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Groundbreaking kicks off $30M expansion and renovation at the Betty Ford Center in Rancho Mirage

The Betty Ford Center in Rancho Mirage is getting ready for its largest expansion since opening in 1982. Board members grabbed shovels Tuesday morning as they broke ground on their new vision for the center.  

This renovation will pave the way for those seeking recovery. 

“Develop this land with a new entrance that leads right to our admissions center with a very serene and pastoral setting when people enter the campus the recovery begins from the moment they drive up on the campus," said Dr. Christopher Yadron, administrator for the Betty Ford Center.

Currently, the center has limited residential beds to treat patients from addiction and mental health. 

It will be completed in phases over four years. For a closer look to how its going to look like, click here.   

“We’re going to put up a new day treatment Pavilion here and what that represents is outpatient care," said Yadron. "There will be 44 beds for patients to stay in safe and sober housing and then also engage in treatment in group therapy, lectures support, a supportive community to be part of.” 

They want to help more people who are suffering from abuse disorders get better. 

“Its not just residential care," said Joseph Lee, President and CEO of the Betty Ford Center. "Its day treatment, its offices doing more virtual care more family support services so its just one piece of that flexibility we want.” 

This expansion will continue the legacy of founder and  former first lady, Betty Ford. 

“Mother left us almost 10 years ago and she started this as a young sober women with Leonard Firestone," said Susan Ford Bales, daughter of Betty Ford. "Its amazing what it has turned into.” 

Bales said her mother would be proud. 

“Look at what we have done and look at the changes that have been made in the stigma," said Bales. "We still got a longs way to go.” 

Over the four decades the center has helped thousands of patients recover including Mary Patwoodard, who is forever grateful. 

“I think alot of alcoholics and as for me as a woman there were alot of why’s," said Patwoodard, "There was alot of information and answers that were given to me.” 

"The four-year, $30 million project—to include construction of three new buildings and updates to the grounds—will transform the campus of the treatment center founded by former First Lady Betty Ford and former U.S. Ambassador Leonard Firestone in 1982, enabling it to meet increasing demand for services, respond to evolving needs and help more people," according to a release explaining the project.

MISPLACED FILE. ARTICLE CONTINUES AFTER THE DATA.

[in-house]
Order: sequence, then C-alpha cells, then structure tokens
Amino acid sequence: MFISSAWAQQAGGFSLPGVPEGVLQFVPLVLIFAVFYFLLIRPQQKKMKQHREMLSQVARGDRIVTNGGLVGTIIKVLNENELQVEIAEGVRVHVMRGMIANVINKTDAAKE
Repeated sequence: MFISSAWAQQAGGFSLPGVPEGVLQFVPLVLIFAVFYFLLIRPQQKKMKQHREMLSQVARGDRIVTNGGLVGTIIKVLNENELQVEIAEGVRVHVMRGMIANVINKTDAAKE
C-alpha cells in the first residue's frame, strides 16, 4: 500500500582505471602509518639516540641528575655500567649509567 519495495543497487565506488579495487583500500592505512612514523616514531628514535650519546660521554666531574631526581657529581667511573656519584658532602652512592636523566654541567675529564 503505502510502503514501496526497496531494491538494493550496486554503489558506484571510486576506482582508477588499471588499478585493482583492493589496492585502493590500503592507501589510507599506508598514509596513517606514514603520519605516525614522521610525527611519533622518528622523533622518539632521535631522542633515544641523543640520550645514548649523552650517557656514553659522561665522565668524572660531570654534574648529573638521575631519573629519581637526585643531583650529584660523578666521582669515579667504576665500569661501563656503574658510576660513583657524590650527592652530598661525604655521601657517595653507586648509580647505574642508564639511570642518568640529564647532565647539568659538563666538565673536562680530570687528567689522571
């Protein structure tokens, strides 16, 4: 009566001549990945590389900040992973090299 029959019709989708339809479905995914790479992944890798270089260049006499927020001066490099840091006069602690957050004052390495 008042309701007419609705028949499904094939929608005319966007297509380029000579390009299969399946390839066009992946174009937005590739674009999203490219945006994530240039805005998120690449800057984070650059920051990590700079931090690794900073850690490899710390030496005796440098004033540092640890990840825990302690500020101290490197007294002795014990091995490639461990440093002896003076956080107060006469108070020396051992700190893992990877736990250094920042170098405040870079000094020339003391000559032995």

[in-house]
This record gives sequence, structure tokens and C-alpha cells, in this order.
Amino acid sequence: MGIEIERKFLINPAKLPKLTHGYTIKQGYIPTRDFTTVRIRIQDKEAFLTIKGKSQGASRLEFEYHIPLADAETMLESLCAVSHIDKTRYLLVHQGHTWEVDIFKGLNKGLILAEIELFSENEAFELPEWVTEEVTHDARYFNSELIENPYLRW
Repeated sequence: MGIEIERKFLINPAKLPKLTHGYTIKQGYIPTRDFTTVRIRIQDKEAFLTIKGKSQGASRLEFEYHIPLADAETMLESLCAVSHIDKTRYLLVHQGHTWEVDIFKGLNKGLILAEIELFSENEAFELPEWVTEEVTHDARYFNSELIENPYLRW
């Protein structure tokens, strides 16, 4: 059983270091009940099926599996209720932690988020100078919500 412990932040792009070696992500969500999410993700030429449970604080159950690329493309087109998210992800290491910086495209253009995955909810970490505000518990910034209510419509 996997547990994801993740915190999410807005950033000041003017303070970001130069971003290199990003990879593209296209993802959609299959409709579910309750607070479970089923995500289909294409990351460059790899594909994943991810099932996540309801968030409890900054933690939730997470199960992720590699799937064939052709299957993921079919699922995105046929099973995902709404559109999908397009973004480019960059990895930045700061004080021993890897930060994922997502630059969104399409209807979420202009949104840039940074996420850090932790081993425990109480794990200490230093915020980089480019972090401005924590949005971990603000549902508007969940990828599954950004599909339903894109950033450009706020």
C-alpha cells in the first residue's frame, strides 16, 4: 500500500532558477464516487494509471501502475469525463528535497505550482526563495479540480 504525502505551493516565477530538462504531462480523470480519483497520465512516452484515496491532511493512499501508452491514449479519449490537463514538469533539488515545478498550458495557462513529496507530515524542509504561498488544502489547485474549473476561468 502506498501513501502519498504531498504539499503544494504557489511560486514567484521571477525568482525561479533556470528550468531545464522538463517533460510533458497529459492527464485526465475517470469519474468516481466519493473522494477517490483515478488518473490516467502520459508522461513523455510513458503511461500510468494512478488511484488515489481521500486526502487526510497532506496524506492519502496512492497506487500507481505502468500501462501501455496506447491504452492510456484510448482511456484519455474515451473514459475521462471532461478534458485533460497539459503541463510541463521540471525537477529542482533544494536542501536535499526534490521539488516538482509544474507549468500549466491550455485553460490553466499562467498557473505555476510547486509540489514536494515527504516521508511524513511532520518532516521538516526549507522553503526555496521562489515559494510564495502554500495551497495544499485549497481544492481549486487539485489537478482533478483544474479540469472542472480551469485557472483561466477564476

"We have been honored to provide healing and hope to thousands of individuals and families at the Betty Ford Center, and with the continued generosity of grateful alumni and other donors, will build upon Mrs. Ford's legacy by transforming the campus and expanding access to quality care," said Mark G. Mishek, president and CEO of the Hazelden Betty Ford Foundation. "The impact of substance use and mental health disorders is growing due to a number of factors including the tremendous stress and strain of the COVID-19 pandemic. Amid record-high overdoses, and the daily pain experienced by millions of families struggling through the chaos of addiction, it is imperative that we build capacity to help more people; create more flexible ways to engage with services; provide healing spaces that reflect the dignity and respect all health care patients deserve; and amplify the attractive, stigma-busting reality that treatment is effective and recovery works."

Mishek is retiring this summer and will be handing the torch to incoming President and CEO Joseph Lee, MD. Lee is among those at the groundbreaking event Tuesday, along with Susan Ford Bales, Hazelden Betty Ford Trustee and daughter of President and Mrs. Ford.

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Dani Romero


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